New super conductor

If LK-99 can be mass produced, it would be a world changer.

The key point is that the material does not require massive pressures to be applied, unlike previous room temperature superconductors.

LK-99 is the first room temperature superconductor to work at ambient pressure.
 
With the moving mass of the diaphragm/voice coil exercising the static B field of a field coil, I think the effort will be not worth the trouble--i.e., persistent induced eddy currents in the field coil. Also, the requirement for an extremely slow rate of energization of the field coil to minimize induced eddy currents, as well as likely quenching episodes due to magnet training if high field strengths are designed, etc. will also make the use of superconducting materials for static magnetic fields (in audio) unlikely.

Room temperature superconductors would be nice to have for DC power transmission use for microgrids, etc., but only if the price of the superconducting material itself drops to near copper prices.

Chris
 
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Let's hope they can make a better sample that actually levitates.

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Extraordinary claims require extraordinary evidence, as the saying goes. So far there is no replication neither strong evidence towards this substance being a superconductor.
First, actual resistivity as shown in the research data is larger than resistivity of copper:
Secong, "semi-levitation" is replicated using ordinary diamagnetic, a piece of pyrolytic graphite:

Is there any indication that you can even bend this stuff and still have it work?
This stuff so far exists only as vapor deposed film, so while a copper substrate can definitely be bend, I'm not sure the coating itself will retain its properties.

If someone wish to take a deeper dive, here is open acess paper:
https://www.kci.go.kr/kciportal/landing/article.kci?arti_id=ART002955269
(click "Download PDF" button on the right)
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""This stuff so far exists only as vapor deposed film, so while a copper substrate can definitely be bend, I'm not sure the coating itself will retain its properties.""
A manu process consistent with HTS tapes. To get around the bending issue, the HTS film is deposited on a hastalloy tape, and a second hastalloy tape is bonded to the film. That way, the film is in the neutral plane when the tape is bent, the edges are soldered together. No conductor strain in the neutral plane (I should copyright that phrase).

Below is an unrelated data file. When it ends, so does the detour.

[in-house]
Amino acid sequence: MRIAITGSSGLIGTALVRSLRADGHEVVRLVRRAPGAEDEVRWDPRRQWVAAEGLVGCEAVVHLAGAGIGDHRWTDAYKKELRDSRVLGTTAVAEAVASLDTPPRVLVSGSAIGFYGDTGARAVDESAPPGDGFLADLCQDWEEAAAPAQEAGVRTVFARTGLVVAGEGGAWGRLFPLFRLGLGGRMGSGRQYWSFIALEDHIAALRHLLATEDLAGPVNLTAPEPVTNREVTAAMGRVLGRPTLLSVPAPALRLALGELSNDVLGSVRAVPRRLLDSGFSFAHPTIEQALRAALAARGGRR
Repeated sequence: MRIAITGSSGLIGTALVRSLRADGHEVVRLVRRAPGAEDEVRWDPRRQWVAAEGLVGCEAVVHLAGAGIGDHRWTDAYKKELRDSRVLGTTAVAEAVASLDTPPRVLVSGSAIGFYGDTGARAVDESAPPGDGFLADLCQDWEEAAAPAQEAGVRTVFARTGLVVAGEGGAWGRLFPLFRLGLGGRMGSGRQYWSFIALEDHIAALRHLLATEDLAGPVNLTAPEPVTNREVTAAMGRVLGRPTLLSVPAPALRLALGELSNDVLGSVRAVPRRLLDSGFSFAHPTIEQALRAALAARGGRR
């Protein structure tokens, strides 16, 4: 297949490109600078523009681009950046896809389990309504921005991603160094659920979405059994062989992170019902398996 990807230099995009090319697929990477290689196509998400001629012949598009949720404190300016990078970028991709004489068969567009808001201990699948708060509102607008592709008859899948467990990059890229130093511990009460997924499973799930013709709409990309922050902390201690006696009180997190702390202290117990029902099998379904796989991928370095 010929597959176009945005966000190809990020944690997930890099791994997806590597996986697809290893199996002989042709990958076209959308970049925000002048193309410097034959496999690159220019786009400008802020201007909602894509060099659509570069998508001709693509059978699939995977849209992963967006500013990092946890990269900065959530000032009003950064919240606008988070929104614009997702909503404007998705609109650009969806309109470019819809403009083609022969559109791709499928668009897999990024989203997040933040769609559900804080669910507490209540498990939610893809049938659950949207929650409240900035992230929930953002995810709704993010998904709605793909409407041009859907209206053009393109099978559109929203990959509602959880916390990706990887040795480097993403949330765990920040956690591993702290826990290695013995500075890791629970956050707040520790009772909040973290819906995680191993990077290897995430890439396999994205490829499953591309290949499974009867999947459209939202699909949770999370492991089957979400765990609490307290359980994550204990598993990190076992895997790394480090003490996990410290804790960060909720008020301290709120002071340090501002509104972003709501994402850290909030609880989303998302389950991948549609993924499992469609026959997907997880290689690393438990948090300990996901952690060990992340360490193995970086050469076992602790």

Using that design change, we can now do 50mm radius bends without damaging the properties. I believe they are getting better with that recently. But I've not seen production quantities yet. Everything we've used is of limited length, we need kilometers of it for production of magnets. At this point in time, fusion is getting the big quantities. The meter size fusion devices require 12 to 20 tesla fields, HTS is the only candidate for that due to critical current/field capabilities, and easier cooling requirements.

If it is real, wire production is way into the future. I believe a CORC construction would be best for transmission cables.

The real problem is what happens if it quenches? Our LTS conductors need to have the quench detected in low milliseconds (Niobium titanium), and 10 microseconds for Niobium Tin (with energy extraction and distributed quench dispersion heaters). HTS has a slower quench profile, not sure what this possible RT material would do.

How to do this with a transmission line with time varying loads and load transients is a huge technical challenge. The transmission lines would need to be at least a factor of 10 or 20 times the current being carried to absolutely avoid quenches.

It is possible to make the cable coaxial with a center copper wire, that being used to detect any IR drop in the superconductor, with the core wire being impervious to the currents of the outer super. That has the detection speed limited by the coax prop speed. For HV cables, that would mean roughly 5-10 nSec per foot capability, or a 10 microseconds per 1000 feet. But the quench detection electronics would have to float off ground, again not an easy task (but doable).

Ah, forgot to mention... If this stuff were used in house wiring and a quench occurred in the wall, the house burns. Production of millions of reliable quench detectors that will be reliable for the masses, well lets just say I'm not holding my breath. We are very good at doing that, and it ain't ready for prime time.

As a field coil construct, the limiting factor would be the iron used for the magnetic circuit. At 1.5 tesla gap field, we are already into saturation in spots in the structure, but the wind is in the good direction for any tape.

For VC's, the wind is more challenging. Also, the strength needed for hoop forces is an issue. In this case, weight would be the best advantage, as a 20-40 amp super could be as small as 20 mils diameter. Lots of turns in a very small space, and due to small size, little in the way of eddy losses, especially in the bass to midrange frequencies. But VC's are the best place for advantage if the RT super is real.
John
 
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The level of noise caused by a quench depends on the energy stored,the support structure integrity, and what is within the field that can move or react to the quick drop of magnetic field (eddies). The LHC for example, vaporized 2000 gallons of helium 3, resulting in an event picked up by seismographs in neighboring coutries. Others, like the ALPHA antimatter confinement bottle, are lower energy and make no noise. None of my direct wind magnets make noise when quenched. MRI's, I have no idea.

John
 
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